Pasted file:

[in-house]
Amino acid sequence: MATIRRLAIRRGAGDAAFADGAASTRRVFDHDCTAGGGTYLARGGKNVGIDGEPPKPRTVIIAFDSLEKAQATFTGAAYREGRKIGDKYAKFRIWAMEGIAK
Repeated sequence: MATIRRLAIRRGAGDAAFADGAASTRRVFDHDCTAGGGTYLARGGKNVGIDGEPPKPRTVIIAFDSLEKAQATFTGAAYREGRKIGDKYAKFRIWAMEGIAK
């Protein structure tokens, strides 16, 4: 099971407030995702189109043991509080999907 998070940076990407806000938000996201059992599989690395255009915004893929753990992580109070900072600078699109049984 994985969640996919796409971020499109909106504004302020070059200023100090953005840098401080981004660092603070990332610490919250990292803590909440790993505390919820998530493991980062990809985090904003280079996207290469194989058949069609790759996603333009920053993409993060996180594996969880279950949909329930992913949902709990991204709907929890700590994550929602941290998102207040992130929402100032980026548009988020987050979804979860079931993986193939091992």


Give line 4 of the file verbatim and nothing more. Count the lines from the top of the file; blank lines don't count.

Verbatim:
């Protein structure tokens, strides 16, 4: 099971407030995702189109043991509080999907 998070940076990407806000938000996201059992599989690395255009915004893929753990992580109070900072600078699109049984 994985969640996919796409971020499109909106504004302020070059200023100090953005840098401080981004660092603070990332610490919250990292803590909440790993505390919820998530493991980062990809985090904003280079996207290469194989058949069609790759996603333009920053993409993060996180594996969880279950949909329930992913949902709990991204709907929890700590994550929602941290998102207040992130929402100032980026548009988020987050979804979860079931993986193939091992």